The following answers to questions posed by the California Chamber of Commerce are from Felipe Espinosa, executive director of the American Chamber of Commerce in Ecuador.
Please tell us a bit about the American Chamber of Commerce in Ecuador, services you provide and activities.
AmCham Ecuador is a not-for-profit that started its operation in 1974, oriented to the growth of the U.S.-Ecuador relationship. In its origin it was mainly involved with trading issues and support for American companies that were investing in our country.
The chamber has evolved through the years, providing new services, and as the relationship between our two countries evolved. Those comprise not only trade, but also rule of law, trade facilitation, anti-corruption and compliance issues, as well as close collaboration with the Ecuadorian Embassy in Washington D.C. and the American Embassy in Quito, on several other topics of interest, such as antidrug efforts, national and regional security and cooperation.
Our chamber has around 250 members and their business amounts to around 17% of the Ecuadorian gross domestic product (GDP).
Ecuador is a small country, located in the northwestern part of South America between Colombia and Peru. The equatorial line crosses it from east to west, providing spring-like weather all year long, although three different regions are formed with the mountain ranges that cross from north to south.
The country´s main income has been oil, but an effort to increase and diversify exports has been in place for several years. Such effort has resulted in significant exports of bananas, shrimp, fish products, flowers and frozen broccoli, among others. Ecuador is the No. 1 bananas and shrimp exporter in the world.
The United States has, for several years, been our main trading partner. Around 23% of Ecuador´s non-oil exports go to the United States. This is a very interesting fact, because the range of exports go beyond those I already mentioned. Fruits and vegetables produced all year long, which in many cases reflect the effort of local small and medium enterprises, enter yearly to the export markets.
Another trait I need to mention is that our countries´ economies are complementary. We do not compete, but rather, both benefit from the products of the other.
In the case of a California-based company, around US $25 billion of frozen broccoli is imported yearly to the United States.
As countries slowly start to recover from the pandemic, what is the economic impact of COVID-19 on businesses in Ecuador?
COVID has hit hard most of the Latin American countries. Ecuador has had a large number of contagions and deaths. Our main port city, Guayaquil, was particularly hit at the start of the pandemic.
After a first wave, with a large number of infected, dead and intensive care units (ICUs) topped and saturated, the efforts of the government, with quarantines and even lockdowns, etc. were partially effective. The death toll went down significantly.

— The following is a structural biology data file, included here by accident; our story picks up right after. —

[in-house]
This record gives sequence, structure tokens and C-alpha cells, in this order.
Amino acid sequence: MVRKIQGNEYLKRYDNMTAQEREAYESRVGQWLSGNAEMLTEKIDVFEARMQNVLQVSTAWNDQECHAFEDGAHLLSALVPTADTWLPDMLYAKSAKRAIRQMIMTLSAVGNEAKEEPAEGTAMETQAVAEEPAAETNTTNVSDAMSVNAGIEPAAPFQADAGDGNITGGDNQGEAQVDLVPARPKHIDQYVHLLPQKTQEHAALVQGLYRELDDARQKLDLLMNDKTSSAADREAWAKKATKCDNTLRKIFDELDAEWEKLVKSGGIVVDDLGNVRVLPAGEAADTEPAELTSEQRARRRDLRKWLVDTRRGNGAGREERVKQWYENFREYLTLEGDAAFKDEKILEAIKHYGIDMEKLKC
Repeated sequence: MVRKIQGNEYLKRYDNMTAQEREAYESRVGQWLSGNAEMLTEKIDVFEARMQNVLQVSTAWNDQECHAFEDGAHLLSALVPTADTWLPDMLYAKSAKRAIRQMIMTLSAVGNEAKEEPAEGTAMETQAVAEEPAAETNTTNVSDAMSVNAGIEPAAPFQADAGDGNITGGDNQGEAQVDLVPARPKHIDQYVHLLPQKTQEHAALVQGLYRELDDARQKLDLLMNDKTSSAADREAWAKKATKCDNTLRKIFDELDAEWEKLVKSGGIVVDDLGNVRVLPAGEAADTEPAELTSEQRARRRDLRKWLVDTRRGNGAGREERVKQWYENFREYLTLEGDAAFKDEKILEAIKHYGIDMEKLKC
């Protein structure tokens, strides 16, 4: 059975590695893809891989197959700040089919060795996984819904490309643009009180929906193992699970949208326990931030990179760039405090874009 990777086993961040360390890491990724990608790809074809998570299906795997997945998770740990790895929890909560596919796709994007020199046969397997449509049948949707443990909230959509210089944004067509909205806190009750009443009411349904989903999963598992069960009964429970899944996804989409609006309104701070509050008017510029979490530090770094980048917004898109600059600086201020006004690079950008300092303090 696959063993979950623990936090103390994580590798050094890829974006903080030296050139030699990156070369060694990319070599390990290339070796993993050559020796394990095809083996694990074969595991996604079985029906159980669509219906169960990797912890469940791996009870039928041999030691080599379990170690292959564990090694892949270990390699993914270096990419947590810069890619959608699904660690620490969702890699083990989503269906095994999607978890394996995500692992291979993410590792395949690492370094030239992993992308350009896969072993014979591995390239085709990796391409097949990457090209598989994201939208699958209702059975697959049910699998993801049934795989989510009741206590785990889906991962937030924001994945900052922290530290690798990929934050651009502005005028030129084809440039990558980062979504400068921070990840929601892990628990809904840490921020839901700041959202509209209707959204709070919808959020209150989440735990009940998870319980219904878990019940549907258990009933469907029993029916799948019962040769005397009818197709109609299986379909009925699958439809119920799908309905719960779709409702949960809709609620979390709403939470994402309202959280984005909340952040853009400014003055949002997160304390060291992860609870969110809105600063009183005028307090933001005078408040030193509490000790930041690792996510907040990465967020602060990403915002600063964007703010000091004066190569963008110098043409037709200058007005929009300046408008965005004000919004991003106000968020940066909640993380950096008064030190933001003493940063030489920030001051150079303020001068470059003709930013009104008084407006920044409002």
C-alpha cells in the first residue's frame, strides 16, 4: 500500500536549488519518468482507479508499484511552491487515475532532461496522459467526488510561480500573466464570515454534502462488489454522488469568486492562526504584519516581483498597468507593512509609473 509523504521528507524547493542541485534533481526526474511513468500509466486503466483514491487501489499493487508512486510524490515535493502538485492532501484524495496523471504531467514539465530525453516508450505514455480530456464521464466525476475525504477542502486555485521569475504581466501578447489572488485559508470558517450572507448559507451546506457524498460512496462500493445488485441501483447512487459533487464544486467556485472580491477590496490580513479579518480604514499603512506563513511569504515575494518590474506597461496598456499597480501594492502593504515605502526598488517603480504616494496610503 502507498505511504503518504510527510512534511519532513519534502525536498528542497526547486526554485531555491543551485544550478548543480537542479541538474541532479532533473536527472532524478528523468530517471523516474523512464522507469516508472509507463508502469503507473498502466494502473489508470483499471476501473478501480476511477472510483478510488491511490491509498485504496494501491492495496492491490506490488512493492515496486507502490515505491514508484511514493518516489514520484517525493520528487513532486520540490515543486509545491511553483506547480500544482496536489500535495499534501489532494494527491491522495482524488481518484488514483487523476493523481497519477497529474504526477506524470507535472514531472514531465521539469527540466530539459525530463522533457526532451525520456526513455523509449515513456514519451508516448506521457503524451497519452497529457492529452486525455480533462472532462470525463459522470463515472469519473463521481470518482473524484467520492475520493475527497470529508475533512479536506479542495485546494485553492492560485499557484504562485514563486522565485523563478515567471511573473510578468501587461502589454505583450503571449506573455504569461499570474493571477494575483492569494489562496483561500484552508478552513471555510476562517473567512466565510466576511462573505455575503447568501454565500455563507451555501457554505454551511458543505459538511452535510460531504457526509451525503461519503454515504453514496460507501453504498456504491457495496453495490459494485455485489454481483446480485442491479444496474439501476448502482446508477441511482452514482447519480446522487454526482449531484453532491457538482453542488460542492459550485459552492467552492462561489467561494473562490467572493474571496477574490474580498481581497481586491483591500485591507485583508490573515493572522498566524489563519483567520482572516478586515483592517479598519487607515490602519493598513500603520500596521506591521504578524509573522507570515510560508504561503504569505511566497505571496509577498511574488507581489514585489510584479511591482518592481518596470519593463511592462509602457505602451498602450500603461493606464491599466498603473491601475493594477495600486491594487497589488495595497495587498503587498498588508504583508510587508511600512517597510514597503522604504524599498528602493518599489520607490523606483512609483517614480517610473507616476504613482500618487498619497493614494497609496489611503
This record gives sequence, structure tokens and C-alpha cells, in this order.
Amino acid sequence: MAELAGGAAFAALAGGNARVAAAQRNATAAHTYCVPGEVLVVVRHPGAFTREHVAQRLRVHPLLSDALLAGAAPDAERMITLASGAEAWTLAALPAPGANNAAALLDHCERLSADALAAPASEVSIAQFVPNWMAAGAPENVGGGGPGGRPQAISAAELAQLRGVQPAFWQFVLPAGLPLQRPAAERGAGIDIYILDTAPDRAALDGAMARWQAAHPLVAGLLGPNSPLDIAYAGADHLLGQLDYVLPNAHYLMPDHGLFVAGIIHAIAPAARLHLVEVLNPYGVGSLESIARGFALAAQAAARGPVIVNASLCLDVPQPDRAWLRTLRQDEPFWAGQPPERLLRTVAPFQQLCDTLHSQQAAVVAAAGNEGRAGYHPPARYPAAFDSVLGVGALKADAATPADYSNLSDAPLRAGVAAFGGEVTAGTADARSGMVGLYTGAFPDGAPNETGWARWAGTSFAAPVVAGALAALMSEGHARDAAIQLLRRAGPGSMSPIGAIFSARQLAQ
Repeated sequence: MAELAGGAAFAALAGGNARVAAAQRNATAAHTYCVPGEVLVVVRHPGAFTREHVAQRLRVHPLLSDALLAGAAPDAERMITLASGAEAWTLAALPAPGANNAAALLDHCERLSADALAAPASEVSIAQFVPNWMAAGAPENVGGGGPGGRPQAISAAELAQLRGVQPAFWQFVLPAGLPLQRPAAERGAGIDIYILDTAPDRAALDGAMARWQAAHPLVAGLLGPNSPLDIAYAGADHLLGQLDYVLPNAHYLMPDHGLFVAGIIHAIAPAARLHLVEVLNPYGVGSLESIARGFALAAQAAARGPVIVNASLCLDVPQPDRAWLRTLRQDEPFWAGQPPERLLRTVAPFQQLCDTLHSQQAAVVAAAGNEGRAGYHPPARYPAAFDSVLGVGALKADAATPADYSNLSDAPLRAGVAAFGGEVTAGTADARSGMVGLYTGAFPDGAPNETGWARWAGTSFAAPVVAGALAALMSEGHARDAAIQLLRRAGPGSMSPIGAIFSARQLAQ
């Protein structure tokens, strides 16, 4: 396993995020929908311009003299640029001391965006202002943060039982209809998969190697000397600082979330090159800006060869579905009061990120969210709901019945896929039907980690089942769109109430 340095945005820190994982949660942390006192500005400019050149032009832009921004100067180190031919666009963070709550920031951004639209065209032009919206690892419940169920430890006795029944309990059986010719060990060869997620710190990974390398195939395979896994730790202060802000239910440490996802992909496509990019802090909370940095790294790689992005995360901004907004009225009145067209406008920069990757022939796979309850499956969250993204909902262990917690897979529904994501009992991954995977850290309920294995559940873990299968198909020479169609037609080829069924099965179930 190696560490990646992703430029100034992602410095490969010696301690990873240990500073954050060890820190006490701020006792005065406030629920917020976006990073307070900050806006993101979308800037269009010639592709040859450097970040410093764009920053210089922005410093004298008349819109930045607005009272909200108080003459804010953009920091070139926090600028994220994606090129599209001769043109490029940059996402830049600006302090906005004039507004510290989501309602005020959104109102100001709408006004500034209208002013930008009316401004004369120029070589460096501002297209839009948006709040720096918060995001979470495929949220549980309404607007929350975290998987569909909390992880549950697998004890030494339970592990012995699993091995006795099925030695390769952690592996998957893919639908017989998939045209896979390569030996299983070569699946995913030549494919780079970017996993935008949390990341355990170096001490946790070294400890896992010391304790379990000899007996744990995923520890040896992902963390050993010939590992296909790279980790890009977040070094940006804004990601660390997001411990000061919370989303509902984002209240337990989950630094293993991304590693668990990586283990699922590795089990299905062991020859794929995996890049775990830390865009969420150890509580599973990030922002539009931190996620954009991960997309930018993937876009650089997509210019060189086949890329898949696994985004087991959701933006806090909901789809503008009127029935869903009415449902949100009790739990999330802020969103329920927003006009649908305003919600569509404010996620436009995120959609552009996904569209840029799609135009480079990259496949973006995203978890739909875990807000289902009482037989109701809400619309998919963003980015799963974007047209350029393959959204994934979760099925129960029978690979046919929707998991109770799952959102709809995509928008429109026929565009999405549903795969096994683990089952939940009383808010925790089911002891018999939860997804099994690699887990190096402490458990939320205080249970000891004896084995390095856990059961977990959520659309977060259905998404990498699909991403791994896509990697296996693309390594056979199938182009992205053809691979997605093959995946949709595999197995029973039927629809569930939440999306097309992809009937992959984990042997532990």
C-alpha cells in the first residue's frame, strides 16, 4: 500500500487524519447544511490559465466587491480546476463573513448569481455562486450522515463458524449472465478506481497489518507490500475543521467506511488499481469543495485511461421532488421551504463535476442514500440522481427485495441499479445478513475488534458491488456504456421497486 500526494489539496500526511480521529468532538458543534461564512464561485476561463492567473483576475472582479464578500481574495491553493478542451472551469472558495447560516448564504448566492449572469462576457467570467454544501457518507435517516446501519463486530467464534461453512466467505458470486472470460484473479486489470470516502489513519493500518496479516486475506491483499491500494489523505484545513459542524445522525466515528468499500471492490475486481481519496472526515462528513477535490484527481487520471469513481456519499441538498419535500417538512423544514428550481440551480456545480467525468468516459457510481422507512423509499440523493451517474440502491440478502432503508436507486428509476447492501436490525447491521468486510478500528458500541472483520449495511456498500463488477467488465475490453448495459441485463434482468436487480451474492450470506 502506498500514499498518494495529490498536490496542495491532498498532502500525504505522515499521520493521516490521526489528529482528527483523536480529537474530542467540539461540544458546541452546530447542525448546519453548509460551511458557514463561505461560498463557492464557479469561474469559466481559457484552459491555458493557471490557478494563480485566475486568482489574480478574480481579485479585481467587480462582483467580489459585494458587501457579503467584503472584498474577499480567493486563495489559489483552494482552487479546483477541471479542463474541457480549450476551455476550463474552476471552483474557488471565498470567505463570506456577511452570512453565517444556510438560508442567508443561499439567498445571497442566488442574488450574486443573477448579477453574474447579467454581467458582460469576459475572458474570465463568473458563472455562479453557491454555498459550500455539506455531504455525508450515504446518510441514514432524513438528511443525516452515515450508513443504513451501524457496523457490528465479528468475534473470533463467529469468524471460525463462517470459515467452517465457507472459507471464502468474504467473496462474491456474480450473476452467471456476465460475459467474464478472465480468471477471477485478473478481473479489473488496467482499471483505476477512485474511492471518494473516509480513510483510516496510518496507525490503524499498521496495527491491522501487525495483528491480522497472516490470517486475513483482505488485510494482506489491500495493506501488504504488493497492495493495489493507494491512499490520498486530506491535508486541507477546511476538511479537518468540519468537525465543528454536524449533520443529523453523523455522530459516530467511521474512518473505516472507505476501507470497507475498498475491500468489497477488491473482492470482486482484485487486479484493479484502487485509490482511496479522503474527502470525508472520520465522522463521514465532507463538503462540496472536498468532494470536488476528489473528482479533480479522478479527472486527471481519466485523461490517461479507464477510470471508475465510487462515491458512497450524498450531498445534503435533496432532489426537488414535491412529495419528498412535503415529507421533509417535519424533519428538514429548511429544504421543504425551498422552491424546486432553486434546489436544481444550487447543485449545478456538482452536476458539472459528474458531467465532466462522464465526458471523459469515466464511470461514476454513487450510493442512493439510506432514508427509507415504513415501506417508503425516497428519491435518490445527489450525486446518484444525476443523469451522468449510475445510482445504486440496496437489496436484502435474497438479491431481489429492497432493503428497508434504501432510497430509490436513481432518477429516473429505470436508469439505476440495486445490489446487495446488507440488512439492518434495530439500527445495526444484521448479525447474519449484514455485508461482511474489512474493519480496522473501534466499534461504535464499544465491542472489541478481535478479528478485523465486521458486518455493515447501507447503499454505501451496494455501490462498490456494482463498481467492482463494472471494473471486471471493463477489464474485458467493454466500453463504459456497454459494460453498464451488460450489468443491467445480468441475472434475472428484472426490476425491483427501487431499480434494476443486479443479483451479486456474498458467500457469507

This, however, severely affected the economy of the country, which even before the pandemic was already in a dire situation: a large public debt that had grown in previous years, a large deficit, increasing yearly debt payments due to large interest and capital payments, and high unemployment rates.
The government that had come into office in 2017 had been improving institutions and governance, and had focused on bringing up anticorruption practices and legal actions against individuals involved in previous corruption acts. Improvement was slow, but it was felt.
Although there is no good time for a phenomenon such as COVID, timing with Ecuador was bad. The help of the multilateral institutions and the agreement reached with the International Monetary Fund (IMF) were essential to palliate the crisis.
In April 2021, a new president was elected, bringing hope to Ecuador, with the promise of an open economy, free enterprise and attraction of investments, and much-needed creation of jobs.
The first task the president set to his government was the vaccination effort. After a very slow, struggling initiation by the outgoing president’s regime, the new government vowed to vaccinate 9 million Ecuadorians in the first 100 days of government — a huge task that involved international supply of vaccines, logistics at all levels, and general population positive response.
The task was a great success for the government and proved that private-public alliances can be very fruitful, since the government teamed with the private sector to accomplish the goal. A very auspicious result, that set world records, has been the outcome. As an example, the capital city of Quito (close to 3 million inhabitants) has 83% of its population already inoculated with both doses.
This government has promised to revitalize our country and to show the possibilities it presents to the international community and to investors; that is, a country that respects rule of law and will abide with international law and arbitration ruling, with strong institutions, and a “dollarized economy” (the U.S. dollar has been the official currency since 2000) which guarantees that a dollar invested remains as such and will not be subjected to devaluations.
Businesses are recovering and investments are picking up. There is a general sentiment of optimism, although challenges persist. It is important to maintain positivity and support the government’s efforts to continue to change laws to promote further business recovery and the creation of new jobs.